HRC Lauds Landmark Supreme Court Ruling Striking Down State Sodomy Laws, Recognizing Right To Privacy For GLBT Americans

On June 26th, The Human Rights Campaign lauded the Supreme Court's
landmark ruling that struck down discriminatory state sodomy laws
in 13 states on the basis that they violate Americans' Constitutional
right to privacy. The 6-3 decision in Lawrence v. Texas makes clear that
gay, lesbian, bisexual and transgender Americans have a fundamental
right to privacy, says HRC.

"This is an historic day for fair-minded Americans everywhere," said HRC
Executive Director Elizabeth Birch. "We are elated and gratified that
the Supreme Court, in its wisdom, has seen discriminatory state sodomy
laws for what they are – divisive, mean-spirited laws that were designed
to single out and marginalize an entire group of Americans for unequal

The ruling – overturning state sodomy laws and the Court's infamous 1986
Bowers v. Hardwick decision – removes the stigma and criminal brand that
the laws have long placed on GLBT Americans. Sodomy laws have long been
used as a basis for discrimination against GLBT Americans in employment
opportunities, in custody and visitation rights and in myriad other
aspects of ordinary life.

"Gay Americans are parents, children, brothers, sisters, friends,
co-workers and church-goers. They make important contributions in every
community in the country," added Birch. "This ruling opens the door for
new advances toward full equality and should be viewed as a challenge to
legislators to help pass important legal protections for GLBT Americans
– like employment non-discrimination laws and comprehensive hate crimes

"Lambda Legal deserves an enormous amount of credit for bringing this
critical case to the highest level," said Birch. "The GLBT community
also owes a debt of gratitude to John Lawrence and Tyron Garner for
letting their story be heard."

In 1998, Lawrence and Garner pleaded no contest to breaking the Texas
sodomy law, after police broke into Lawrence's home in search of an
armed intruder and discovered the two men engaged in intercourse. Both
men were arrested and imprisoned overnight. They were fined $200 each
and forced to pay court costs. The convictions barred them from holding
several types of jobs in Texas and would have required them to register
as sex offenders should they have moved to any of several other states.
Lambda Legal asked the Supreme Court to hear the case and declare a
violation of privacy and equal protection.

HRC signed onto a "friend of the court" brief written by the law firm of
O'Melveny & Myers LLP that summarizes the direct and resulting harms
caused by sodomy laws. The brief describes sodomy laws as outdated. It
provides strong evidence that gays and lesbians are law-abiding,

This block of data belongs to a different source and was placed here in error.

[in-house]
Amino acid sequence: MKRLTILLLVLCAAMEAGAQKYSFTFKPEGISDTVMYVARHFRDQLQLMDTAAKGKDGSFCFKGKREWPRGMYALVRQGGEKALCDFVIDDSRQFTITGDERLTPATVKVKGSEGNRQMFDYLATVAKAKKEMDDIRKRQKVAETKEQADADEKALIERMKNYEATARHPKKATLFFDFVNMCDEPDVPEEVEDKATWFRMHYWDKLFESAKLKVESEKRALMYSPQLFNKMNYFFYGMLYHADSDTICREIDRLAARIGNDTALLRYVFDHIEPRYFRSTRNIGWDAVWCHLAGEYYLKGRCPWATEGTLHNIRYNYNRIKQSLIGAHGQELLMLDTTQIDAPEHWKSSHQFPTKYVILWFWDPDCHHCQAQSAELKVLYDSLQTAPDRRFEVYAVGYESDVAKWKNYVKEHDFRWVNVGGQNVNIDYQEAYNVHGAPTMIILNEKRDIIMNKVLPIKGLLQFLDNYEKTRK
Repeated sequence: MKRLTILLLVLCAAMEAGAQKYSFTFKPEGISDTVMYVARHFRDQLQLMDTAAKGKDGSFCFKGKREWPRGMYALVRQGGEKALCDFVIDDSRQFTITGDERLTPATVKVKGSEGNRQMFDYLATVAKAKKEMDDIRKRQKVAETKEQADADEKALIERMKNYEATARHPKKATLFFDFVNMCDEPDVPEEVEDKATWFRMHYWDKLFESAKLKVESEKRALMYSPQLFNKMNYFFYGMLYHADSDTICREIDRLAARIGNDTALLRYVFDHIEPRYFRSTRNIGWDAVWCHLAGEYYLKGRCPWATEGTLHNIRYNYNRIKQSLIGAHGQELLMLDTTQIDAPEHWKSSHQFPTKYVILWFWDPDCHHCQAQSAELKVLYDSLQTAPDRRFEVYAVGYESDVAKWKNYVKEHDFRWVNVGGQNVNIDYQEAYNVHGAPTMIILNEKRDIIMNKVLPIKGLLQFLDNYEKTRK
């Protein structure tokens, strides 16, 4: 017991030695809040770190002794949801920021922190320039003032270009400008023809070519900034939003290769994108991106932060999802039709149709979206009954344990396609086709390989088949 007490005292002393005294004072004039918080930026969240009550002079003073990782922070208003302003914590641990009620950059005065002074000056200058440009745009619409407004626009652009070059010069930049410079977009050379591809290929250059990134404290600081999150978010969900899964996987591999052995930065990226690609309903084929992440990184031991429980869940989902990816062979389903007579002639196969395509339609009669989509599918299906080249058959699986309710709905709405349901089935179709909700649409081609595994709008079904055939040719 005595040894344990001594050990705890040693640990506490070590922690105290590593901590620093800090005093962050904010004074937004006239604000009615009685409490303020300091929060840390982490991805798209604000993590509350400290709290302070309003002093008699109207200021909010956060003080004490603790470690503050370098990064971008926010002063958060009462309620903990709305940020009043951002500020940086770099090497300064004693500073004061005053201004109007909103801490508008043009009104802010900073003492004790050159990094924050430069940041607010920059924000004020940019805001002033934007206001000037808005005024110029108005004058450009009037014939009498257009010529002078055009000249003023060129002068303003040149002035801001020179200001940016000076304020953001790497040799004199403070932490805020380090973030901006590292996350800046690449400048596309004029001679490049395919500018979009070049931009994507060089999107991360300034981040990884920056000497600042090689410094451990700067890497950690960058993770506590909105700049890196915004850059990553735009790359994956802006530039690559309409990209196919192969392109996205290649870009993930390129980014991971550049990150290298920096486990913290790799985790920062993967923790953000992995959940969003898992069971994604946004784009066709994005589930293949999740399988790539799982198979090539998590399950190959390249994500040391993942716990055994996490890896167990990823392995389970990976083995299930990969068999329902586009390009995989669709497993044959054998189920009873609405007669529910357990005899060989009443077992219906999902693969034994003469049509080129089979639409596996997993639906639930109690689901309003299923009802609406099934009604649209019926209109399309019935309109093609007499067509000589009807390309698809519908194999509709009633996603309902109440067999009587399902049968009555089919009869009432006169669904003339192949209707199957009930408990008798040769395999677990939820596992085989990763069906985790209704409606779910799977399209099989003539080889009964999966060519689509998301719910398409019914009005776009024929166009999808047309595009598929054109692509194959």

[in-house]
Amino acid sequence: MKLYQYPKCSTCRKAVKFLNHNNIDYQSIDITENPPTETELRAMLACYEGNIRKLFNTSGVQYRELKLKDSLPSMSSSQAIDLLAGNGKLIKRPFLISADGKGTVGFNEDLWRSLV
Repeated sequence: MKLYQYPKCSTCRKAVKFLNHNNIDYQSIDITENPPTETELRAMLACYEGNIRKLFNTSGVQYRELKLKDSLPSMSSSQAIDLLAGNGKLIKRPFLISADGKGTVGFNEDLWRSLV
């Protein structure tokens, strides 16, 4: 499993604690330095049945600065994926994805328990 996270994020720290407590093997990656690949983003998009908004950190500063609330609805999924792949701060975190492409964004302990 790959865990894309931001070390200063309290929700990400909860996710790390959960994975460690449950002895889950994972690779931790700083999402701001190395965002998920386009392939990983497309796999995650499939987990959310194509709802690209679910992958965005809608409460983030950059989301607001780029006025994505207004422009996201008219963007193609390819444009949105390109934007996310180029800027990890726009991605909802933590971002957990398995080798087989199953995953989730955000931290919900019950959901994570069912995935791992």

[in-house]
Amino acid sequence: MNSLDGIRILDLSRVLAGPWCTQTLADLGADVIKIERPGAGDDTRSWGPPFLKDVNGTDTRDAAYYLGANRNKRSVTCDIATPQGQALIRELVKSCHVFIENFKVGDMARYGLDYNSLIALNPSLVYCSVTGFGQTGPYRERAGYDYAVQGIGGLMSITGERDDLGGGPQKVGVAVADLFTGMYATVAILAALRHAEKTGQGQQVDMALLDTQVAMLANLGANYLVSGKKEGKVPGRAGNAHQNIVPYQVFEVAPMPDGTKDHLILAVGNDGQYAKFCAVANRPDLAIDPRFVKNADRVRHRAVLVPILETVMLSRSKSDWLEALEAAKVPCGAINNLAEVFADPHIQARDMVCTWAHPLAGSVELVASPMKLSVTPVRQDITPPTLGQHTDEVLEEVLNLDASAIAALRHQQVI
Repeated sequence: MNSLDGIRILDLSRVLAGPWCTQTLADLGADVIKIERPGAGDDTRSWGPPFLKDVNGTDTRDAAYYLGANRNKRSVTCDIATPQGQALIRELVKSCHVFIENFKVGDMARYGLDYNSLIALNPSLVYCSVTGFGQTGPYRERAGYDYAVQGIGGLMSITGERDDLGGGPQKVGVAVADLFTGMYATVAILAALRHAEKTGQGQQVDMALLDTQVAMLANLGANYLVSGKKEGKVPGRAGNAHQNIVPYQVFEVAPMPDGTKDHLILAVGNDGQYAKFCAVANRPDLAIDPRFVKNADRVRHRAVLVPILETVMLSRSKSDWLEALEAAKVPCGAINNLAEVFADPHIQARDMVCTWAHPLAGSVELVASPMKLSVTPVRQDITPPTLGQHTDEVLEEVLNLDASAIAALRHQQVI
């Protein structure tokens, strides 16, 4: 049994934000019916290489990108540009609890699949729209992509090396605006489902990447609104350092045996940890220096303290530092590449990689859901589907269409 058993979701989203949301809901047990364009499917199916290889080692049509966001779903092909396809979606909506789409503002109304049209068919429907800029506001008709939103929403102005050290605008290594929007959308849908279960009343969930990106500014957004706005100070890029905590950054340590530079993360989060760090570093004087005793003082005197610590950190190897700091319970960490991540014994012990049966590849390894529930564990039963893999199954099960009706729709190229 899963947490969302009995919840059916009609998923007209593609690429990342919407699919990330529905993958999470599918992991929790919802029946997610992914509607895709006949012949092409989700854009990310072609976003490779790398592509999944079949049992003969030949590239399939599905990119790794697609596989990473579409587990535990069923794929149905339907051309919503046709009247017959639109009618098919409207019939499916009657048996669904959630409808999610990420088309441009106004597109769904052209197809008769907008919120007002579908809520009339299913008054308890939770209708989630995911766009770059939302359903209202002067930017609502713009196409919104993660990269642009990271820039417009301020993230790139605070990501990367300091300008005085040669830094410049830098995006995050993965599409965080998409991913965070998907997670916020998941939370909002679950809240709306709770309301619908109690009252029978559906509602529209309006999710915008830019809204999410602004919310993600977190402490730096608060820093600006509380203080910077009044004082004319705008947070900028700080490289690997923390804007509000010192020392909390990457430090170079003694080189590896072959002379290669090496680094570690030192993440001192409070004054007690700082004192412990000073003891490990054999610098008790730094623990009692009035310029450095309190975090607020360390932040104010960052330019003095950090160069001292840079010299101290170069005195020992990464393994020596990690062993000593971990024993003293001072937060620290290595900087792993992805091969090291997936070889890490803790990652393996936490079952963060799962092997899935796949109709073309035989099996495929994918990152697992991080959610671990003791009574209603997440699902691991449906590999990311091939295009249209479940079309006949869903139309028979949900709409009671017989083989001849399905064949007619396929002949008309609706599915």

productive citizens who are healthy partners, good parents, patriotic
veterans and sometimes heroic citizens. A variety of other civil rights
organizations, religious groups, public health experts, historians and
others have also either signed or filed briefs of their own in favor of
repealing sodomy laws.

In 1986, the Supreme Court upheld sodomy laws 5-4 in Bowers v. Hardwick.
Since the ruling, much has changed. Only three justices from that ruling
remain on the bench. And the Georgia sodomy law, which was at issue in
Hardwick, was struck down by the Georgia Supreme Court in 1998. The late
Justice Lewis Powell Jr., who joined the majority in Hardwick, expressed
regret for voting to uphold the discriminatory Georgia law. "I think I
probably made a mistake in that one," Powell told law students in 1990.

"Justice Powell is looking down on us today and smiling," said Birch.
"We believe that some day, Justices Scalia, Thomas and Rehnquist, who
joined in the dissent, will recognize their error."

Justices Stephen Breyer, Ruth Bader Ginsburg, Anthony Kennedy, , John
Paul Stevens and David Souter cast the majority votes. Justice Sandra
Day O'Connor wrote separately to say that she agreed that the Texas law
should be invalidated but did not join in overturning Bowers. While the
case was not decided on Equal Protection principles- the majority found
that all Americans have a right to private consensual sexual conduct-the
decision also states "Equality of treatment and the due process right to
demand respect for conduct protected by the substantive guarantee of
liberty are linked in important respects, and a decision on the latter
point advances both interests."

The ruling strikes down sodomy laws in Alabama, Florida, Idaho, Kansas,
Louisiana, Mississippi, Missouri, North Carolina, Oklahoma, South
Carolina, Texas, Utah and Virginia.

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